TEMPE, Ariz. -- If Jameis Winston and the Tampa Bay Buccaneers can run their record to 2-0 this week by handing the Arizona Cardinals their first 0-2 start in 11 years, Bruce Arians may have no one to blame but himself.
Winston, after all, got his urge to make it to the NFL and be great by attending an Arians-run youth football camp as a ninth grade back when Arians was offensive coordinator for the Pittsburgh Steelers. Memories from those days continue to be an inspiration to the Buccaneers' second-year quarterback, who will lead Tampa Bay (1-0) against Arizona (0-1) Sunday afternoon at University of Phoenix Stadium.
"Absolutely," Winston said. "Absolutely. One thing I remember about Coach Arians is he's one of the first people that gave me the dream of getting a Super Bowl. At the camp he brought his Pittsburgh Steelers ring and showed all of us his ring, and that was one of the first times when I was just like, 'Man, I want to get me one of those rings. I want to get me a Super Bowl ring.' "
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A loss to Winston and the Bucs could put a serious crimp into the Cardinals' title hopes after they nearly got their a year ago, going 13-3 during the regular season and advancing to the NFC Championship before getting flattened by the Carolina Panthers.
As bad as that loss stung, Sunday night's 23-21 season-opening loss to an undermanned New England Patriots team hurt just the same. There were mistakes made across the board by the Cardinals and the Patriots may have helped other teams expose a few holes in Arizona's schemes, particularly on offense.
Could opposing defensive coordinators be catching on to what the Cardinals do so well?
"Teams make adjustments, no doubt," quarterback Carson Palmer said. "There's certain things every team does well and everybody tries to take away whatever the top two or three things they do in the pass game or run game. I don't see that being an issue with us at all."
The Patriots, however, seemed to take away most of Palmer's deep pass play options.
"This is the NFL," Palmer said. "You're not going to come in and just throw the ball deep every series and hit them. We're still going to take our shots. We're still going to get them."
Winston and the Buccaneers aren't afraid to look for the deep ball, either, as was the case during their 31-24 victory in Week 1 over the Atlanta Falcons. Winston was 23 of 33 for 281 yards and four touchdowns, including a 45-yard scoring pass to Mike Evans. For his efforts, Winston was named NFC Offensive Player of the Week.
Winston will look to Evans and Vincent Jackson to help try and disjoint the Cardinals' secondary, specifically at cornerback where rookie Brandon Williams has been starting opposite All-Pro Patrick Peterson. Williams got burned a handful of times by the Patriots and Winston surely will be looking to pick on him if he's still in the starting lineup.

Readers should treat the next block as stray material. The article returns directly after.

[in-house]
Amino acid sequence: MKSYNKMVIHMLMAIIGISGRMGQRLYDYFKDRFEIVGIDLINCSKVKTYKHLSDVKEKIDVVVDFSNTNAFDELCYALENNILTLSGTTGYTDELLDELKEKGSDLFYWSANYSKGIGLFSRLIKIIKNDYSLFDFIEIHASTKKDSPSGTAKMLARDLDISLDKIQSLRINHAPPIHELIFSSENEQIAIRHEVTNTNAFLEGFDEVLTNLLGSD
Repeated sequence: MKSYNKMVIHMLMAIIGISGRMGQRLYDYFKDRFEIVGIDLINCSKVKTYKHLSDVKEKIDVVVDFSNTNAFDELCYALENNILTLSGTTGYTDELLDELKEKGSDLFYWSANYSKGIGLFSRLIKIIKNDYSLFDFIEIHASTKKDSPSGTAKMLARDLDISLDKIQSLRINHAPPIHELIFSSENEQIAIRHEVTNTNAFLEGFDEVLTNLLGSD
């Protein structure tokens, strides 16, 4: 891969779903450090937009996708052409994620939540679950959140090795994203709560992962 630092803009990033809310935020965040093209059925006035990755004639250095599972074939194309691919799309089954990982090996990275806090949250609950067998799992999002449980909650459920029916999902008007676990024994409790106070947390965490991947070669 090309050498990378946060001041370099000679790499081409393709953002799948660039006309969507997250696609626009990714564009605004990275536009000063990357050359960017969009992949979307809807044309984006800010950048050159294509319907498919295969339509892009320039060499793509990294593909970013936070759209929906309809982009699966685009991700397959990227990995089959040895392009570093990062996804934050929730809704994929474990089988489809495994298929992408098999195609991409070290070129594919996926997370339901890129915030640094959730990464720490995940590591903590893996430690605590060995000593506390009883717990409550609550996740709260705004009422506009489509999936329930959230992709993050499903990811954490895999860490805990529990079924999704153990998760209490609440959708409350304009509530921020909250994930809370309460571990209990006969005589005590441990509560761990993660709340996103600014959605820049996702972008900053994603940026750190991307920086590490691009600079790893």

Arians was impressed with Winston's performance against the Falcons, but he's seen greatness coming for a long time in the se3cond-year pro.
"I've known him for a long time," Arians said. "(Heck) of an athlete, turned into a great quarterback. A good leader, really, really bright guy, a 4.0 student, extremely accurate. He's obviously making a really nice step. He made a great step as a rookie, but he's really making a nice step this year, with the way he played this last week."
Asked what he remembers of Winston form that youth football camp years ago, Arians said, "It was a heck of a camp. We had about four guys in that camp that went to the NFL. Ameer Abdullah, I think, won the athlete of the week. It was a nice camp with a bunch of good, young players."
The Cardinals have one of those in second-year running back David Johnson, who emerged last season as one of Arizona's primary offensive weapons. In six career regular-season starts, Johnson leads the NFL in both rushing yards (531) and total yards (790).
Buccaneers coach Dirk Koetter called him "impressive."
"I loved him coming out of Northern Iowa. I liked this guy a lot," Koetter said. "He's a complete back -- big, strong, fast; a really good receiver. He can do everything you want your back to do. This game coming up is going to be a matchup of two really good feature backs, in him and our guy, Doug Martin. He's continued to get better and we know that we definitely have our hands full with him."
Arizona defense, which excelled at forcing turnovers a year ago, can be just as dangerous, Koetter said.
"You see a defense that's very aggressive overall," he said. "That's been their history there. When I was in Atlanta, we played Arizona multiple times and you know you're always going to be in for a fast, physical game. They're big, they're strong, they're long; very aggressive. They're not afraid to pressure you at any place on the field. It's just something that if you're not ready to go, they're going to run you out of the building."
One player who has yet to show his full range of playmaking abilities is safety Tyrann Mathieu, who is easing his way back after undergoing major knee surgery in the winter. He's playing more as a straight center fielder in the secondary; not as the unpredictable blitzer and wild tackler and ball hawk the NFL is used to seeing.
"I'm still trying to get back in rhythm," Mathieu said. "It's a new challenge for me. I'm just trying to embrace it and accept it. ... I think in the next couple weeks hopefully, I'm where I need to be and I can make that transition."